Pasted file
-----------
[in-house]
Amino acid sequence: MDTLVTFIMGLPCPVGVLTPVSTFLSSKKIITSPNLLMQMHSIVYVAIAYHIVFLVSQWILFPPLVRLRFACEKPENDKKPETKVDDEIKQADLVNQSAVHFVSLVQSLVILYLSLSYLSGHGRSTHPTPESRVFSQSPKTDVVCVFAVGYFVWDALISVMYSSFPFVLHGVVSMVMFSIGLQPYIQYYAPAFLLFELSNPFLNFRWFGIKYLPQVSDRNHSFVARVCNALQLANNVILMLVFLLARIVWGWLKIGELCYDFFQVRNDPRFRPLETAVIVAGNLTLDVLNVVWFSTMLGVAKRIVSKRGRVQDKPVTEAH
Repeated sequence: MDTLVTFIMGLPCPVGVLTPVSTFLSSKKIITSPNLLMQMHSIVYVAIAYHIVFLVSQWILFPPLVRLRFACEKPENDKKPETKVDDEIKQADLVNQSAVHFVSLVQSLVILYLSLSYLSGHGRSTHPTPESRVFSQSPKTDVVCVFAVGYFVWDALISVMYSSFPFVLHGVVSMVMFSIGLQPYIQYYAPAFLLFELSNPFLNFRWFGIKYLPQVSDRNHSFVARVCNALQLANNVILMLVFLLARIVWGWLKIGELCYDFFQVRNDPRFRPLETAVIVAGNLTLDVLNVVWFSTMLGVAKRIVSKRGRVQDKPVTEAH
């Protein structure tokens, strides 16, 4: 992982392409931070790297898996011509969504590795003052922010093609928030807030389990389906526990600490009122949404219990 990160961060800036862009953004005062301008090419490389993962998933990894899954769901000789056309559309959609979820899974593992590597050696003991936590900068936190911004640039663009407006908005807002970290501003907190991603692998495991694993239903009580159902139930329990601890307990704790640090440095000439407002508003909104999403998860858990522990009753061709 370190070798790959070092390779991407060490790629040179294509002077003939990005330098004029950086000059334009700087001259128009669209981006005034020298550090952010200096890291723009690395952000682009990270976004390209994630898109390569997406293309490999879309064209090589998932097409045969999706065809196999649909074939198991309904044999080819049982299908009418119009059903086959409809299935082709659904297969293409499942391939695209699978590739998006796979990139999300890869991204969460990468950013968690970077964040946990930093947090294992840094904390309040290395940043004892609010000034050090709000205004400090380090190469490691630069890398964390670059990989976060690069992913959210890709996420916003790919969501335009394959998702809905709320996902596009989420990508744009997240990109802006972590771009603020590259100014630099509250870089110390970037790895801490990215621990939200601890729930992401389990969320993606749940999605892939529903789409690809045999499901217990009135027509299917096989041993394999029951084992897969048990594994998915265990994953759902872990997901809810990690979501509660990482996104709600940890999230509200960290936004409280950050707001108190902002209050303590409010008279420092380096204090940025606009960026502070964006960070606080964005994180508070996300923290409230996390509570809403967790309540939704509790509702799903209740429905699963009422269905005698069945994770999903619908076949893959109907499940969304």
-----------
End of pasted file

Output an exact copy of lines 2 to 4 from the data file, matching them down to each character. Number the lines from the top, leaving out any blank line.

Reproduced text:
Amino acid sequence: MDTLVTFIMGLPCPVGVLTPVSTFLSSKKIITSPNLLMQMHSIVYVAIAYHIVFLVSQWILFPPLVRLRFACEKPENDKKPETKVDDEIKQADLVNQSAVHFVSLVQSLVILYLSLSYLSGHGRSTHPTPESRVFSQSPKTDVVCVFAVGYFVWDALISVMYSSFPFVLHGVVSMVMFSIGLQPYIQYYAPAFLLFELSNPFLNFRWFGIKYLPQVSDRNHSFVARVCNALQLANNVILMLVFLLARIVWGWLKIGELCYDFFQVRNDPRFRPLETAVIVAGNLTLDVLNVVWFSTMLGVAKRIVSKRGRVQDKPVTEAH
Repeated sequence: MDTLVTFIMGLPCPVGVLTPVSTFLSSKKIITSPNLLMQMHSIVYVAIAYHIVFLVSQWILFPPLVRLRFACEKPENDKKPETKVDDEIKQADLVNQSAVHFVSLVQSLVILYLSLSYLSGHGRSTHPTPESRVFSQSPKTDVVCVFAVGYFVWDALISVMYSSFPFVLHGVVSMVMFSIGLQPYIQYYAPAFLLFELSNPFLNFRWFGIKYLPQVSDRNHSFVARVCNALQLANNVILMLVFLLARIVWGWLKIGELCYDFFQVRNDPRFRPLETAVIVAGNLTLDVLNVVWFSTMLGVAKRIVSKRGRVQDKPVTEAH
């Protein structure tokens, strides 16, 4: 992982392409931070790297898996011509969504590795003052922010093609928030807030389990389906526990600490009122949404219990 990160961060800036862009953004005062301008090419490389993962998933990894899954769901000789056309559309959609979820899974593992590597050696003991936590900068936190911004640039663009407006908005807002970290501003907190991603692998495991694993239903009580159902139930329990601890307990704790640090440095000439407002508003909104999403998860858990522990009753061709 370190070798790959070092390779991407060490790629040179294509002077003939990005330098004029950086000059334009700087001259128009669209981006005034020298550090952010200096890291723009690395952000682009990270976004390209994630898109390569997406293309490999879309064209090589998932097409045969999706065809196999649909074939198991309904044999080819049982299908009418119009059903086959409809299935082709659904297969293409499942391939695209699978590739998006796979990139999300890869991204969460990468950013968690970077964040946990930093947090294992840094904390309040290395940043004892609010000034050090709000205004400090380090190469490691630069890398964390670059990989976060690069992913959210890709996420916003790919969501335009394959998702809905709320996902596009989420990508744009997240990109802006972590771009603020590259100014630099509250870089110390970037790895801490990215621990939200601890729930992401389990969320993606749940999605892939529903789409690809045999499901217990009135027509299917096989041993394999029951084992897969048990594994998915265990994953759902872990997901809810990690979501509660990482996104709600940890999230509200960290936004409280950050707001108190902002209050303590409010008279420092380096204090940025606009960026502070964006960070606080964005994180508070996300923290409230996390509570809403967790309540939704509790509702799903209740429905699963009422269905005698069945994770999903619908076949893959109907499940969304």